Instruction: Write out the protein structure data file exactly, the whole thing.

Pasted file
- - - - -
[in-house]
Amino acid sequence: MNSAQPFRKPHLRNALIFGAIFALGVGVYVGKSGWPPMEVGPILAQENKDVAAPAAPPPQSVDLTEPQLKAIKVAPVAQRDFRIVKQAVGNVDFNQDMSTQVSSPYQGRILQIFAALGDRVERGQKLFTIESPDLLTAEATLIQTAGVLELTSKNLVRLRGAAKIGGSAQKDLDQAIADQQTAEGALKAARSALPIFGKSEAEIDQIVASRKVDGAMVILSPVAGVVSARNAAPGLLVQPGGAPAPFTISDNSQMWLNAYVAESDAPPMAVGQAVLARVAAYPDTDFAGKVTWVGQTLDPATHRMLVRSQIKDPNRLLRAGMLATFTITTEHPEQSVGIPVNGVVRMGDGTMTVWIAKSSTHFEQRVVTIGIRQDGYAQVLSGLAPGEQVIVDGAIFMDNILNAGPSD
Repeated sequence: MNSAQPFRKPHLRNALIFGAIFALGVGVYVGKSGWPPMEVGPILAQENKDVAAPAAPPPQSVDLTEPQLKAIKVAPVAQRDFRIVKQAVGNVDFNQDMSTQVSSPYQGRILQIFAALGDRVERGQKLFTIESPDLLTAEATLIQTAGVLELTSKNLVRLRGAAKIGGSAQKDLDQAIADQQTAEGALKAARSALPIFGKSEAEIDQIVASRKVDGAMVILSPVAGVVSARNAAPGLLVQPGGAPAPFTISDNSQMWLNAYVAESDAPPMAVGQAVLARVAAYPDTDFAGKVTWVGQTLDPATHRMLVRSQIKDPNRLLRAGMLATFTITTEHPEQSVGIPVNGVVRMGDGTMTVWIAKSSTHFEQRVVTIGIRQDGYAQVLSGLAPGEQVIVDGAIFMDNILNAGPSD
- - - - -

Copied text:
[in-house]
Amino acid sequence: MNSAQPFRKPHLRNALIFGAIFALGVGVYVGKSGWPPMEVGPILAQENKDVAAPAAPPPQSVDLTEPQLKAIKVAPVAQRDFRIVKQAVGNVDFNQDMSTQVSSPYQGRILQIFAALGDRVERGQKLFTIESPDLLTAEATLIQTAGVLELTSKNLVRLRGAAKIGGSAQKDLDQAIADQQTAEGALKAARSALPIFGKSEAEIDQIVASRKVDGAMVILSPVAGVVSARNAAPGLLVQPGGAPAPFTISDNSQMWLNAYVAESDAPPMAVGQAVLARVAAYPDTDFAGKVTWVGQTLDPATHRMLVRSQIKDPNRLLRAGMLATFTITTEHPEQSVGIPVNGVVRMGDGTMTVWIAKSSTHFEQRVVTIGIRQDGYAQVLSGLAPGEQVIVDGAIFMDNILNAGPSD
Repeated sequence: MNSAQPFRKPHLRNALIFGAIFALGVGVYVGKSGWPPMEVGPILAQENKDVAAPAAPPPQSVDLTEPQLKAIKVAPVAQRDFRIVKQAVGNVDFNQDMSTQVSSPYQGRILQIFAALGDRVERGQKLFTIESPDLLTAEATLIQTAGVLELTSKNLVRLRGAAKIGGSAQKDLDQAIADQQTAEGALKAARSALPIFGKSEAEIDQIVASRKVDGAMVILSPVAGVVSARNAAPGLLVQPGGAPAPFTISDNSQMWLNAYVAESDAPPMAVGQAVLARVAAYPDTDFAGKVTWVGQTLDPATHRMLVRSQIKDPNRLLRAGMLATFTITTEHPEQSVGIPVNGVVRMGDGTMTVWIAKSSTHFEQRVVTIGIRQDGYAQVLSGLAPGEQVIVDGAIFMDNILNAGPSD